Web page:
When I was about 15 or 16, I found myself sitting next to Donald Campbell in the Victoria Palace Theatre in London, where the Crazy Gang (no, not Wimbledon FC!) had a show on. (The Crazy Gang held shows there continuously from 1947 to 1962.) I talked with Mr. Campbell during the whole interval. What an incredible man.
   Some time (years?) later his Bluebird Car - whether it was the one that crashed or the one he used set a World Land Speed record, I can't be sure - was sited for some days outside Gravel Hill Garage, which is still there as a BP service station. (I think the car on show was the original car that crashed and in which Mr. Campbell was badly injured; the replacement car had a tall vertical fin at the back to help with stability. Incidentally, the Corgi model was of the earlier car.)

   I believe the owner of the garage was a friend of Donald Campbell, who was also there at various times; I recall talking to him again. Even later the Bluebird Boat (the K7 one) was sited on a trailer outside that same Gravel Hill Garage. This time both Donald Campbell and Leo Villa were there. (Leo was Chief Mechanic to Sir Malcolm Campbell and then to Donald Campbell when Sir Malcolm died.)

   I remember my late father having a very long chat with Leo Villa - maybe because Dad was a professional engineer who, in his early days, had worked for both Triumph and then Riley, where he designed the Riley Nine's steering-gear and worked on some of the "Racing Rileys" too. So maybe Dad had a few thoughts to share on how to get the most power out of an engine?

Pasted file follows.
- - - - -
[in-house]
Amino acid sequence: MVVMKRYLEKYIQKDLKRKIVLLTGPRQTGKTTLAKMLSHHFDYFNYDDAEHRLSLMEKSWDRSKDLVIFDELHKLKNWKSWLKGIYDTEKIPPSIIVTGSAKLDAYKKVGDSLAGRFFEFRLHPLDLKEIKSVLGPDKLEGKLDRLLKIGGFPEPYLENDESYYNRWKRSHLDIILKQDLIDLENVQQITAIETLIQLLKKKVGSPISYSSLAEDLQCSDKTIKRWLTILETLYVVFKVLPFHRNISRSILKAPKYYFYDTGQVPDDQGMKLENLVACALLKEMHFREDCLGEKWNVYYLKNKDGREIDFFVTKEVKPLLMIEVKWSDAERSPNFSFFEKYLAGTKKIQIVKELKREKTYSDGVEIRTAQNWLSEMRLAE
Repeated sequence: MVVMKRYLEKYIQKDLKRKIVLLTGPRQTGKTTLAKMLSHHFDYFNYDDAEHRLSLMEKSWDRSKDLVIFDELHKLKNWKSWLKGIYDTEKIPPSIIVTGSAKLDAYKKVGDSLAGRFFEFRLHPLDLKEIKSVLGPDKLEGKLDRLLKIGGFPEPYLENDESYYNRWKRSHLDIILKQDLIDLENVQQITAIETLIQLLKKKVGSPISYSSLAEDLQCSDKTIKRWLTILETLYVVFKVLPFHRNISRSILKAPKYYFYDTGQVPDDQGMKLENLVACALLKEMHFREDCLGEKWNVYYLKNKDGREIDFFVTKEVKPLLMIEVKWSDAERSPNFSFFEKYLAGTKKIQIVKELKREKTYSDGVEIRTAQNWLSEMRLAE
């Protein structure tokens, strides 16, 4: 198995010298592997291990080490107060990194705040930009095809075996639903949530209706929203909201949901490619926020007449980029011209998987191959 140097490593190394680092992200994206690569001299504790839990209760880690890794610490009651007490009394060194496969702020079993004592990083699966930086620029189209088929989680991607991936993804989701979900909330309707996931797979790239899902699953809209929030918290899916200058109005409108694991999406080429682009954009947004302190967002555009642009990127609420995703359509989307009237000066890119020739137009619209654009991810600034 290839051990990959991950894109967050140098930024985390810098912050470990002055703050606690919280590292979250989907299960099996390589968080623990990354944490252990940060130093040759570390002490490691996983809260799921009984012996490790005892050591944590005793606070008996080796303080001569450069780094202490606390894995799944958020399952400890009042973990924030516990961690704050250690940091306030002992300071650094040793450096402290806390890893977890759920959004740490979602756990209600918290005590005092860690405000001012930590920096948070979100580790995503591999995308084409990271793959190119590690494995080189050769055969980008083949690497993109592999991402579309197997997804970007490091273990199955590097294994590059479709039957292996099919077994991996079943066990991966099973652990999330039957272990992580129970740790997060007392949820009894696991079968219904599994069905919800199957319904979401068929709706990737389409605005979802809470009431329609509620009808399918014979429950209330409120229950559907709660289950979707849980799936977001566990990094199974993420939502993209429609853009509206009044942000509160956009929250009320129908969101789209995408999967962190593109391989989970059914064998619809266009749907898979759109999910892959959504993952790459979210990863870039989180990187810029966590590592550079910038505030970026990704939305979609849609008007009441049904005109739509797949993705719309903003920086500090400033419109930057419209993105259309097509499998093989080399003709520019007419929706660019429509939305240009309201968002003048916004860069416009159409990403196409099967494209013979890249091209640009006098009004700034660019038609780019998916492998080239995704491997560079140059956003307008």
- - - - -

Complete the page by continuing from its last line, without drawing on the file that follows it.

I talked both to Donald Campbell and to Leo Villa. When Donald wasn't around Leo allowed me to sit in the boat - the very same one in which Donald died on 4th January, 1967, on Coniston Water. I remember thinking how small the cockpit was and the poor visibility - just straight ahead really.

   Some years ago the BBC ran a '"docudrama, "Across the Lake, which told the story of Donald's last weeks at Coniston. (Anthony Hopkins played the part of Donald Campbell.) In the film, a girl journalist tries to get a child to sit in the boat. Campbell erupts, telling her that no one but him sits in that boat. I remember jumping up when I saw this on TV, saying: "That isn't right, because I sat in that boat!" Maybe I am one of very few people ever to have sat in that boat?

   At the time Leo Villa told me that the cars and boats - as they were with Sir Malcolm - were Leo's until he told Donald or Sir Malcolm that they were ready for them to get into and drive.

 

Visit to Coniston and Ruskin Museum
Why do I bring this up now? Simple. I was at Coniston three weeks ago and paid my respects to Donald Campbell, the most amazing and intense person I ever met. Garry Kasparov is a pale shadow by comparison.